Sunday, February 27, 2011


Well, we didn't make it to church today and here is our story.

We left the apartment at 10am, scurried down to the bus stop across the street to wait for bus number 8.  We waited, and waited, and waited, and waited.  It is always interesting to observe the fluidity of a bus stop,  people and buses and marshukas coming and going, a constant flow of many streams.  But this morning it was cold.  And the wait was long.  And it was cold.  When we'd been there about 25 minutes and our toes were growing numb, we decided to walk up to the corner where the sun was.  We would still be able to see oncoming buses and it would get the blood moving. 

Well, we walked up to the corner and pretty much straight up to a policeman who had been standing there for a little while.  This man hadn't bothered us when we were at the bus stop about 20 feet away, but when we walked up to him, we were fair game. 

First he asked Peter for his passport.  (We carry a copy of our passport and work visa around with us.  We've been advised that its safer to leave the originals at home).  Peter gave him his copy.  He looks at it and asks him, "rabotaesh?  Gde zshvesh?"  (Do you work?  Where do you live?).  Peter looks at me for translation and all I do is shake my head and say, "Play dumb".  So we just stared blankly at the officer.  Then he asked for my passport.  I gave him my copy.  He looked at it and looked at it.  He said, "Tourist?"  "No, we work."  I replied.  "Where work?"  I pointed in the general direction. 

Next to us, another policeman stopped two Russian looking young adults and asked for their documents.  The guys said they are at home.  Next thing we know, Peter and I are following our officer as he walks down a quieter street.  Behind us the other officer is leading the other two.  Hmm... what will happen next? Now we will miss the bus for sure.  And in fact, I turn and see number 8 go by....alas, alas, alas!

I see one of the Russian guys head off by himself, ahead of us and then across the street.  He returns a little while later and gives his policeman a pack of cigarettes.  All three men shake hands, and the the two Russians are free to leave.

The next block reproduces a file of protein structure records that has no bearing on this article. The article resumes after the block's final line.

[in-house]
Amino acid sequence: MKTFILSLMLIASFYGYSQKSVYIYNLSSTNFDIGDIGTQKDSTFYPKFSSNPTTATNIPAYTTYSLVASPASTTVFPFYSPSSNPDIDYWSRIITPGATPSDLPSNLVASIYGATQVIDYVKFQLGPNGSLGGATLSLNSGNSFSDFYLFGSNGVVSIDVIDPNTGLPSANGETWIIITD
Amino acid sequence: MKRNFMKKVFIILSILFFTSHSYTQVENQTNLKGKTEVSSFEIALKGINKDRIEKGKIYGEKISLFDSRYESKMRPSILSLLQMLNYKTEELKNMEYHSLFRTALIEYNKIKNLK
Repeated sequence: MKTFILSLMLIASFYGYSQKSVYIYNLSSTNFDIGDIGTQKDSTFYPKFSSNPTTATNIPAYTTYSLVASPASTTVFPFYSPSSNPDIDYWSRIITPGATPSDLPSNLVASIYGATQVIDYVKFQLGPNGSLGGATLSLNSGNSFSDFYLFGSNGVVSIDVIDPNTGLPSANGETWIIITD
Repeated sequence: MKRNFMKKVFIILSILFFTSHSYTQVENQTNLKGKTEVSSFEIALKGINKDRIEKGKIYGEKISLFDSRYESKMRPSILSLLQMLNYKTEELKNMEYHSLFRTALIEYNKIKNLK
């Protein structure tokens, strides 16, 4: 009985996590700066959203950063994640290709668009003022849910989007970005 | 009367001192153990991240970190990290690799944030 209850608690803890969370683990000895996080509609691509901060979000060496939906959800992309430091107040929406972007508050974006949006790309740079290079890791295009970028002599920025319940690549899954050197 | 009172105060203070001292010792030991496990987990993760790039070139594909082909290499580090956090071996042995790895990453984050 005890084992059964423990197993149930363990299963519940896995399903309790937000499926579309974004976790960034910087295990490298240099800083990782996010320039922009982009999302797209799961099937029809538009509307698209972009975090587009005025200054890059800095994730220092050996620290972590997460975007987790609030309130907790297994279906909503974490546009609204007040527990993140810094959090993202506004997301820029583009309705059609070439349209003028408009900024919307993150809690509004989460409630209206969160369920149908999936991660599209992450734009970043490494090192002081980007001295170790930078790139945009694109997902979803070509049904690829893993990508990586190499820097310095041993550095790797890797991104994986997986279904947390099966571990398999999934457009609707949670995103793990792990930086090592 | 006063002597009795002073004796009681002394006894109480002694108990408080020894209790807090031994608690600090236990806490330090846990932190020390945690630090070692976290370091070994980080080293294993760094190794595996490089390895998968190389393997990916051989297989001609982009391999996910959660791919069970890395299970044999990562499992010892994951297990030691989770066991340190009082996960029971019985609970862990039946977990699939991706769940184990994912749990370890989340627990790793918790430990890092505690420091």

We, on the other hand, are standing near our policeman's car.  He's pulled out some paperwork from the car.  He still has the copies of our passports.  He is asking to see the original passports.  We decide it is time to call up our dear, beloved, life-saver Anna from the school who does everything for us. 
Peter: "Anna, can you speak to these policemen who have the copies of our passports?"
Anna:  "Yeah, sure!"
-------------Conversation with Anna and the policeman-----------

As the policemen discuss the phone call, we catch that Anna must have told them that our original passports are at the Kazakhstan embassy awaiting visas to Kazakhstan.  Not true- but quite probable.  The men stand there.  We stand there.  My toes are even colder.  One guy says, "chai budesh?"  Will you give us tea?  "Coffee budesh?"  How about coffee?  We play oh so dumb.  "Coke budesh?"  We stare at him blankly.  Finally, he pulls out our passport copies from his pocket.  Peter motions towards them and says, "Eta harasho?"  "This good?"  I chuckle inside.  The guy gives them back and we say goodbye.

Alas, our fingers, our toes, our innards were too cold to warrant waiting another 25 minutes for another bus (needless to say church would've been almost over) and a very disappointed Katie walked home, her chance to worship in another language, and her one language-learning opportunity a week gone because of some policemen who wanted tea.  Such is life.


  1. It sounds like you got some language time with the officers!

  2. Do you need me to send you some extra Levi's and Nike's so you can get away quicker next time?